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IBAN, BIC, SWIFT, SEPA: What’s in an acronym?

Whether you’re setting up a small business from scratch or just looking for the best business current account on the market, it’s easy to feel a tad overwhelmed by the slew of acronyms and abbreviations that crop up again and again in the banking world. Many of these are terms that, let’s face it, don’t make a whole lot of sense if you don’t know what you’re looking at. 

So to help get you started, here's a quick guide to walk you through some of the most common acronyms in the banking industry.


What is an IBAN? 

IBAN stands for International Bank Account Number. It’s an internationally-accepted system that simplifies bank transfers around the world by identifying individual bank accounts.

Initially introduced to standardise payments within the European Union, nowadays IBANs are used by banks in other parts of the world, too. Each IBAN is made up of up to 34 letters and numbers, including:

  • A two-letter country code

  • Two check digits, used to recognise mistakes in an IBAN

  • A series of numbers and letters that identify the bank and the account number

If you have a SumUp Business Account in the UK, your account comes with a UK account number and sort code, but in EU countries the account comes with an Irish IBAN, starting IE. You can find your UK account number or IBAN in the SumUp app or web dashboard.

Fortunately, IBANs issued by banks located in SEPA countries (which includes Ireland) must be accepted by any other state in the SEPA region. This means an Irish IBAN can be used to receive or send money to any other country in SEPA. Not accepting a valid IBAN is called IBAN discrimination, and it’s illegal.


What is a BIC?

BIC stands for Bank Identifier Code. A BIC consists of 8-11 characters and is used to identify a bank in an international bank transfer (as opposed to an IBAN, which identifies your individual bank account). A BIC code makes sure that any money sent during an international transaction gets to where it’s supposed to go.


What does SWIFT stand for?

SWIFT is the Society for Worldwide Interbank Financial Telecommunications, and it’s used by thousands of banks to facilitate money transfers between parties. Using SWIFT codes, messages that indicate how much money to transfer are sent between banks. 

SWIFT codes are 8-11 characters long and identify your bank. You need to enter the SWIFT code of the bank you’re sending money to so that your bank knows where to wire the money, but the SWIFT code itself doesn’t transfer anything. 

Are BIC and SWIFT the same?

Yes, they are. You’ll often see BIC codes referred to as SWIFT codes, SWIFT/BIC or BIC/SWIFT. They’re a bit like postcodes, in that it’s important to provide the correct one when you transfer money. If you get the SWIFT/BIC wrong, your transfer could get delayed, returned, or sent to the wrong place.

SWIFT/BIC codes are made up of a bank code, country code, location code, and sometimes a branch code. You can generally find your SWIFT/BIC code on your bank statements. If you have a SumUp Business Account, your BIC code can be found in the SumUp app or on the web dashboard. 


What is SEPA?

SEPA stands for the Single Euro Payments Area, an EU initiative which makes payments in and between the 36 participating countries safer, cheaper and much more efficient.

You can make transactions in SEPA via Direct Debit or credit transfer, and it generally takes no more than one business day for electronic payments and two business days for paper-based ones.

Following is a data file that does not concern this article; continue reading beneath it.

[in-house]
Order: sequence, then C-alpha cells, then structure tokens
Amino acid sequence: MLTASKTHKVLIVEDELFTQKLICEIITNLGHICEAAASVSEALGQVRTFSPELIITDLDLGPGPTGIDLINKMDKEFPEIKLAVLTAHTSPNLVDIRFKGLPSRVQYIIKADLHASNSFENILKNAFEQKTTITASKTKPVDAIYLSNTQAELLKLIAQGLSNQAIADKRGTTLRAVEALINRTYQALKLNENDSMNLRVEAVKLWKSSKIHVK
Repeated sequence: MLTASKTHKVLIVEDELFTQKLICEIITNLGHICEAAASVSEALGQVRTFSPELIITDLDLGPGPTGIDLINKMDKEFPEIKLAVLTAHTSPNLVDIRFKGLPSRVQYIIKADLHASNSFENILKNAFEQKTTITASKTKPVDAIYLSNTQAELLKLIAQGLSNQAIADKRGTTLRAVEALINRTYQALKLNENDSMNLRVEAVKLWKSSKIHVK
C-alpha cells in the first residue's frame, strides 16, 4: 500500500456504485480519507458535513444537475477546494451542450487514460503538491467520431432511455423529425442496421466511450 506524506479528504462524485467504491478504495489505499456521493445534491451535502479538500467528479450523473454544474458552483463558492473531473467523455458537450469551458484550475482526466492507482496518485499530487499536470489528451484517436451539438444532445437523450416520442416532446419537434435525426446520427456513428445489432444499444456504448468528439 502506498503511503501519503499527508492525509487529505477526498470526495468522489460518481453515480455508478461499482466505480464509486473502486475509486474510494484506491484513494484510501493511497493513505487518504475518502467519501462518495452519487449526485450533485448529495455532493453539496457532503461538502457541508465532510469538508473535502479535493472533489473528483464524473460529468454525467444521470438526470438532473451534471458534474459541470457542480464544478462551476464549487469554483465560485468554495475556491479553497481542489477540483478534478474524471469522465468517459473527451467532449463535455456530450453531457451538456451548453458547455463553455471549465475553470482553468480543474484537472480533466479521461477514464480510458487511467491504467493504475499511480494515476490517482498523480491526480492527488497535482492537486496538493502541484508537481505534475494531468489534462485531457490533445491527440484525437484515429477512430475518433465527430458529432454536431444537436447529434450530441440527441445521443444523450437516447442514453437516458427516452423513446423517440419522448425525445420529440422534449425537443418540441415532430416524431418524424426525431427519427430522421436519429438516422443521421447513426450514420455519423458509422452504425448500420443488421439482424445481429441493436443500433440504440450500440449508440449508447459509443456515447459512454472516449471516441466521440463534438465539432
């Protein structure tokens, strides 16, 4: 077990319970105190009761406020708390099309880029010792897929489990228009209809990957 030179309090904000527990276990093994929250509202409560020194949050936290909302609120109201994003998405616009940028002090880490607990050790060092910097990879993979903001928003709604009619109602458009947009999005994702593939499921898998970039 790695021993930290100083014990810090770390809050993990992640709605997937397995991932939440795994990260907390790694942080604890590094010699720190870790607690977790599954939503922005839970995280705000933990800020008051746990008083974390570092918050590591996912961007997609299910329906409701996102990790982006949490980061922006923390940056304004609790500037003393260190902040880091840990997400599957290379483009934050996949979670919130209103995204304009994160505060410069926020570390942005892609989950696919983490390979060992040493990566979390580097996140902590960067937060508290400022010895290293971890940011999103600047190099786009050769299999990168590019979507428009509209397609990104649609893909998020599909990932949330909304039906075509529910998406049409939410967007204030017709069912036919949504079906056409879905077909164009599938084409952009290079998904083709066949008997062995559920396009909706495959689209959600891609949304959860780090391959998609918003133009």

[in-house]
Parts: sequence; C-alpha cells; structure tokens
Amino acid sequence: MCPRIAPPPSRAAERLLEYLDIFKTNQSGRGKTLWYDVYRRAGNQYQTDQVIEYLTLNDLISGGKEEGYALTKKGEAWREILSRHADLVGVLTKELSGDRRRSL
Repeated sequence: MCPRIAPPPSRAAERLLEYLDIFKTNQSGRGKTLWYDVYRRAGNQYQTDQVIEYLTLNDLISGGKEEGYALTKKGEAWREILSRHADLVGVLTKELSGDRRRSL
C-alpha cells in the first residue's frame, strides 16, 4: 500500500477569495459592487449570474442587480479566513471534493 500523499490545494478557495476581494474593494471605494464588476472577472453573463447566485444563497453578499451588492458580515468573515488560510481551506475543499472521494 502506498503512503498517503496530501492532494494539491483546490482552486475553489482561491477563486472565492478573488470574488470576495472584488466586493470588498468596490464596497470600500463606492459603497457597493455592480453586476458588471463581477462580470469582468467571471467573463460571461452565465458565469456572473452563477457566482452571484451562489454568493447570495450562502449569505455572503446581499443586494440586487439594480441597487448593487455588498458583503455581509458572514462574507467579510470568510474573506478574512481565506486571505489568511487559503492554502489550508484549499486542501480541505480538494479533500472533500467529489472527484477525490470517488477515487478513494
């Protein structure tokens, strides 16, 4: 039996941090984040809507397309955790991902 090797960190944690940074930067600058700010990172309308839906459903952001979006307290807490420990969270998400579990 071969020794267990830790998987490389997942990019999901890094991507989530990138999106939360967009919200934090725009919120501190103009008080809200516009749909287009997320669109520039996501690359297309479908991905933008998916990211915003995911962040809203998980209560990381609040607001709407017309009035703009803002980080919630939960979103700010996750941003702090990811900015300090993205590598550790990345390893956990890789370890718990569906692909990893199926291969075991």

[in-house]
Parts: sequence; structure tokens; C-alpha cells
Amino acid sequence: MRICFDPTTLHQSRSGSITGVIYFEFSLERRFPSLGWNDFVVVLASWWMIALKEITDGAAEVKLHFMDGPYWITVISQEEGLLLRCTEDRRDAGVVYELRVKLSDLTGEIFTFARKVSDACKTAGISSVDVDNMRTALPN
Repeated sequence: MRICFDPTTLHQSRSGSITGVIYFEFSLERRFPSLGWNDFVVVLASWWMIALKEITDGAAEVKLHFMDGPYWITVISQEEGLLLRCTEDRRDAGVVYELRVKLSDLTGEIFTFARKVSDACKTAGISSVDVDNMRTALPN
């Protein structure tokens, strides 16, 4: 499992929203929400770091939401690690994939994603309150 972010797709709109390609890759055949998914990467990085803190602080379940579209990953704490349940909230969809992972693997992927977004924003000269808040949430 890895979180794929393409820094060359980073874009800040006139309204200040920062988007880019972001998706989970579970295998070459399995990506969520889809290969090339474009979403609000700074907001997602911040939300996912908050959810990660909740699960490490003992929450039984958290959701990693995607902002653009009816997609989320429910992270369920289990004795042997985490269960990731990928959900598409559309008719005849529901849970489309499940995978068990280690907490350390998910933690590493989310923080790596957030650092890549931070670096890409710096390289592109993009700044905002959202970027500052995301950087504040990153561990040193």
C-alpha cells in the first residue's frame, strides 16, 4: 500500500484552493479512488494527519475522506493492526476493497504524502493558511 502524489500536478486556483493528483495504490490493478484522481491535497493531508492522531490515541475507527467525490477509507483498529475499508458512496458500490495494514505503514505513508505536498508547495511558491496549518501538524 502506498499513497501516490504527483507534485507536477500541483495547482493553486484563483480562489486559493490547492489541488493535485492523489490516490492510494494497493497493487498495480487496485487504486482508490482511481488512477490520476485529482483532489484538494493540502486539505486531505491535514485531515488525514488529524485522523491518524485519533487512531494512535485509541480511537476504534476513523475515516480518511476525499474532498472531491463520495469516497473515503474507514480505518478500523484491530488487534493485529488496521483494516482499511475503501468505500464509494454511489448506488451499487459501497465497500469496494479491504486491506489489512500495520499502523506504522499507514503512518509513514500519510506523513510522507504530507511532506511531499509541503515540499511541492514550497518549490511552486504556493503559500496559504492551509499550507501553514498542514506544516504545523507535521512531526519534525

SEPA Instant Credit Transfer 

SEPA Instant Credit Transfer, often referred to simply as SEPA Instant, is a new bank transfer scheme that enables euro transactions to be processed and the funds made available in less than 10 seconds.

SEPA Instant is available 24 hours a day, 365 days a year. In eurozone countries, the SumUp Business Account supports SEPA Instant with no fees applied either incoming or outgoing instant payments.


What does SCA stand for?

SCA, or strong customer authentication, is a regulatory requirement that helps financial service providers in the EU and UK increase the security of electronic payments. It was introduced along with revisions to the EU’s PSD2, an updated version of the Payment Services Directive. 

SCA is in itself a fancy way of saying two-factor authentication. That means it’s a security protocol that uses two of three possible kinds of information. These factors can be: 

  • Something you know, like a password or PIN

  • Something you own, like a mobile phone

  • Something inherent to you, like a fingerprint or facial ID scan

This extra layer of security helps prevent fraud by requiring extra steps at checkout, and it applies to the SumUp Business Account too, which means it protects any transactions made with your SumUp Mastercard. You can enable SCA in your Business Account by going to the business account section in the SumUp app and toggling SCA on in your settings. Then you’ll get a request for verification by SMS, and once you’ve confirmed it, your account will be more secure. 

With SCA enabled, you’ll be able to verify each online transaction from your mobile phone. You can also switch the authentication option to fingerprint or facial recognition to make the process faster and more unique to you. 

We recommend enabling push notifications so you’ll always know when your business account is used for an online transaction.

Knowing these terms will help you navigate the world of financial services and choose providers that are right for you. If you’re looking for a free business account that’ll let you easily manage your money and make free, fast, and secure transfers any time you like, you can open a SumUp Business Account in minutes.

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Max Elias